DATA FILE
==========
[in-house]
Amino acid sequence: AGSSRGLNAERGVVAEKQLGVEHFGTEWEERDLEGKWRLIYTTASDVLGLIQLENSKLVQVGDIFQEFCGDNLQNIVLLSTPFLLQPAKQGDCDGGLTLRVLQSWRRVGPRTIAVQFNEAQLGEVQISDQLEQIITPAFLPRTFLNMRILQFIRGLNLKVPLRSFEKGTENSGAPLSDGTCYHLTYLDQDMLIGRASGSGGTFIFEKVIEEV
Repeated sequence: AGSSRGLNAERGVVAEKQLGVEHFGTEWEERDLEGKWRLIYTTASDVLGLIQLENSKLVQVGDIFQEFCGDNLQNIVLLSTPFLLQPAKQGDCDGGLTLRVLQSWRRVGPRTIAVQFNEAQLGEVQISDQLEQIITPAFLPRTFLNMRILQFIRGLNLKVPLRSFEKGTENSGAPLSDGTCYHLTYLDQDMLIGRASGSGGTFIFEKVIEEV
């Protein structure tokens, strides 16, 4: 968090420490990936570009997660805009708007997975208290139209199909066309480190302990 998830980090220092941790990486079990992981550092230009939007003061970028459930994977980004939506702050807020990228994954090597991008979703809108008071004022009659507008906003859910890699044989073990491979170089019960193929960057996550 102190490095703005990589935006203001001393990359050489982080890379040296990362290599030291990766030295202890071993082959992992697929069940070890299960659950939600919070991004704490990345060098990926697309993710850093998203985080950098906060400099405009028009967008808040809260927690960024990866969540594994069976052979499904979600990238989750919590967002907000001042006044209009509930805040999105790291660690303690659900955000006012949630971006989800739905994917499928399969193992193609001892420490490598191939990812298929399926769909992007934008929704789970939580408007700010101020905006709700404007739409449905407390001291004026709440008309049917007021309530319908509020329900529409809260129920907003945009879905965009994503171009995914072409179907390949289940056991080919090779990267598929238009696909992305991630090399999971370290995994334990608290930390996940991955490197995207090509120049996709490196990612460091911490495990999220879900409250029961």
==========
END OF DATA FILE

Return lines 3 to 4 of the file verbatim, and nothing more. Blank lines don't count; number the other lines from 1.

Repeated sequence: AGSSRGLNAERGVVAEKQLGVEHFGTEWEERDLEGKWRLIYTTASDVLGLIQLENSKLVQVGDIFQEFCGDNLQNIVLLSTPFLLQPAKQGDCDGGLTLRVLQSWRRVGPRTIAVQFNEAQLGEVQISDQLEQIITPAFLPRTFLNMRILQFIRGLNLKVPLRSFEKGTENSGAPLSDGTCYHLTYLDQDMLIGRASGSGGTFIFEKVIEEV
């Protein structure tokens, strides 16, 4: 968090420490990936570009997660805009708007997975208290139209199909066309480190302990 998830980090220092941790990486079990992981550092230009939007003061970028459930994977980004939506702050807020990228994954090597991008979703809108008071004022009659507008906003859910890699044989073990491979170089019960193929960057996550 102190490095703005990589935006203001001393990359050489982080890379040296990362290599030291990766030295202890071993082959992992697929069940070890299960659950939600919070991004704490990345060098990926697309993710850093998203985080950098906060400099405009028009967008808040809260927690960024990866969540594994069976052979499904979600990238989750919590967002907000001042006044209009509930805040999105790291660690303690659900955000006012949630971006989800739905994917499928399969193992193609001892420490490598191939990812298929399926769909992007934008929704789970939580408007700010101020905006709700404007739409449905407390001291004026709440008309049917007021309530319908509020329900529409809260129920907003945009879905965009994503171009995914072409179907390949289940056991080919090779990267598929238009696909992305991630090399999971370290995994334990608290930390996940991955490197995207090509120049996709490196990612460091911490495990999220879900409250029961």